Wow, there are a lot of parallels between us. That might explain a lot
of why I'm on your list.
> I have never had a peer group.
I don't even have the emotional energy right now to recap my life and
lack of peer groups.
> FoRK is a damned good coping mechanism -- perhaps too good.
Use what works.
> PS. Of course, this may merely be my semiannual mood swing
> talking. I'm beginning to perceive that I have a sunny and not-sunny
> cycle. The same kind of news I'm taking in relative stride and
> discussing (relatively) dispassionately tonight would have destroyed
> me totally last winter, or the winter before that. One more reason to
> move back to California: I was only depressed post-birthday to
> Feb/March instead of Oct-April :-)
You do know about Seasonal Affective Disorder, don't you???
Depression is DAMN serious stuff. PLEASE get a copy of Listening to
Prozac (if you don't have one already). At least read chapter 5. In that
chapter, Kramer (the author) presents several animal studies of stress
and learned helplessness, and writes:
"This welter of animal observations has colored the way I see certain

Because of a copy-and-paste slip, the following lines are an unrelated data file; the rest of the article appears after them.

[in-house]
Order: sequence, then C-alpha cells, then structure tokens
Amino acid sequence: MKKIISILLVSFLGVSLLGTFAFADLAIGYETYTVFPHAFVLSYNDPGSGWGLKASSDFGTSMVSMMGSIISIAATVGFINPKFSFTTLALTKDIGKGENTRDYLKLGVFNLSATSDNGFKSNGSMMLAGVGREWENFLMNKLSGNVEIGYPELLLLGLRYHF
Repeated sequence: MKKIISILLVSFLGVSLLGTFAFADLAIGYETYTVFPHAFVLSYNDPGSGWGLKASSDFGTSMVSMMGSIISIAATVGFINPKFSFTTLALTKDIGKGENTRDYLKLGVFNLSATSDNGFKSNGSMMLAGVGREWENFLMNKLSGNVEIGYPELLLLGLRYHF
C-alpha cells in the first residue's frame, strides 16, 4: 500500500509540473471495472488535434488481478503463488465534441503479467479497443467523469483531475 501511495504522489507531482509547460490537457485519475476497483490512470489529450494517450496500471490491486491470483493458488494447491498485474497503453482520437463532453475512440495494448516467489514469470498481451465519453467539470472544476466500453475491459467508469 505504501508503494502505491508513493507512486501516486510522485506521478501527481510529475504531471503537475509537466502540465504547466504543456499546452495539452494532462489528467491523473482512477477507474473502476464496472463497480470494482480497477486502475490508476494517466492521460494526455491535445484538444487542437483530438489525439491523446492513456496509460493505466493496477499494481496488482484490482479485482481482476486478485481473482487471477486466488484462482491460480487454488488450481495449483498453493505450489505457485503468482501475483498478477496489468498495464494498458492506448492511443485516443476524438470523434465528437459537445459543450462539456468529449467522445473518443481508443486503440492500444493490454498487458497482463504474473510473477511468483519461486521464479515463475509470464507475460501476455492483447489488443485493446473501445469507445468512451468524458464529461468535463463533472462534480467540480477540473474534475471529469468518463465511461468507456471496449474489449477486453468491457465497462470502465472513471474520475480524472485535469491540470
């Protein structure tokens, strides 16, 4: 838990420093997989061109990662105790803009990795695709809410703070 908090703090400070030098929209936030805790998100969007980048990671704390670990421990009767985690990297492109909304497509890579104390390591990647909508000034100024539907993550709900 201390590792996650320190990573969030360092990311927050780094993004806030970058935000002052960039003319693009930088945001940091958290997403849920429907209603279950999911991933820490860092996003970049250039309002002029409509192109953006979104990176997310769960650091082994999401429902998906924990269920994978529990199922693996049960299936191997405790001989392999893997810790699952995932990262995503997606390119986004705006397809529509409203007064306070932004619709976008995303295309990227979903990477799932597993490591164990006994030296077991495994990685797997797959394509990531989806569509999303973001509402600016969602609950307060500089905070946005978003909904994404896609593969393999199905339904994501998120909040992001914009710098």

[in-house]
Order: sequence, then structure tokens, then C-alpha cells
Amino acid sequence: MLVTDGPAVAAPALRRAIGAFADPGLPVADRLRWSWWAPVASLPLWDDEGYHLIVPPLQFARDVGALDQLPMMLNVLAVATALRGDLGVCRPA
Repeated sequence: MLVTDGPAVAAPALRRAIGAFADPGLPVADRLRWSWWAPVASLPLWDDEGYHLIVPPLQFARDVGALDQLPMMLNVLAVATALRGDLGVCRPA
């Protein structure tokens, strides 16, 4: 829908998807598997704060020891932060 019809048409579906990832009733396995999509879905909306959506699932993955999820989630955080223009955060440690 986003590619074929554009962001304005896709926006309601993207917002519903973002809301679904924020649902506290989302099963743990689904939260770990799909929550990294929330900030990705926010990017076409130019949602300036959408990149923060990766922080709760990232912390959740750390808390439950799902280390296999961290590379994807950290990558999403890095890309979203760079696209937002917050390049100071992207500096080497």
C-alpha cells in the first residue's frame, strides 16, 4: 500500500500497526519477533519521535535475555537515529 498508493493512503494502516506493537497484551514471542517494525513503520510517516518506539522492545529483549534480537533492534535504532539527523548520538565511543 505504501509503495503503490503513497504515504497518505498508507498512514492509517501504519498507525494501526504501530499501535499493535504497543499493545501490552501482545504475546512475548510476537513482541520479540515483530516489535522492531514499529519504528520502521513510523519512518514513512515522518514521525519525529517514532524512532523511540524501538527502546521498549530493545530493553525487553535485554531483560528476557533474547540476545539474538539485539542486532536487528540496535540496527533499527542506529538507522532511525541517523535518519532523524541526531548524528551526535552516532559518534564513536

patients who respond to Prozac. The animal models imply that a number of
environmental factors, including stress, and perhaps especially the
stress of social separation, can give rise to changes in the brain that
then predispose the animal to ever more poorly modulated responses to
subsequent stress. These changes can take place in animals, and
presumably people, whose mood and behavior seem normal under ordinary
circumstances. Such near-normal conditions may constitute the early
stage of a progress deteriorating condition; and the subtle collection
of abnormalities may persist in a stable way over substantial period of
time, even in the absence of renewed gross trauma. Further deterioration
may be lessened by certain forms of social contact. The animal models do
not tell us whether medication can reverse injury, but they imply it can
confer a protective effect against the consequences of further trauma.
The animal models give "functional autonomy" a good name and make
medication for 'neurosis,' and even for quote normal forms of chronic
unhappiness, seem a reasonable option, perhaps a highly compassionate
My mood swings have certainly gotten worse over the years. There's a
really good chance I wouldn't be alive right now if it weren't for the
meds I'm taking.
Another quote from the same chapter:
"... we may find that SSRIs [prozac-like antidepressants - joebar] can
help prevent the progression of early mood disorder into florid illness.
It is at least possible that we will some day advocate early detection
of depression the way we now advocate early detection of cancer or
Joseph S. Barrera III (firstname.lastname@example.org)
Phone, Office: (415) 778-8227; Cellular: (415) 601-3719; Home: (650)
The opinions expressed in this message are my own personal views and do
not reflect the official views of Microsoft Corporation.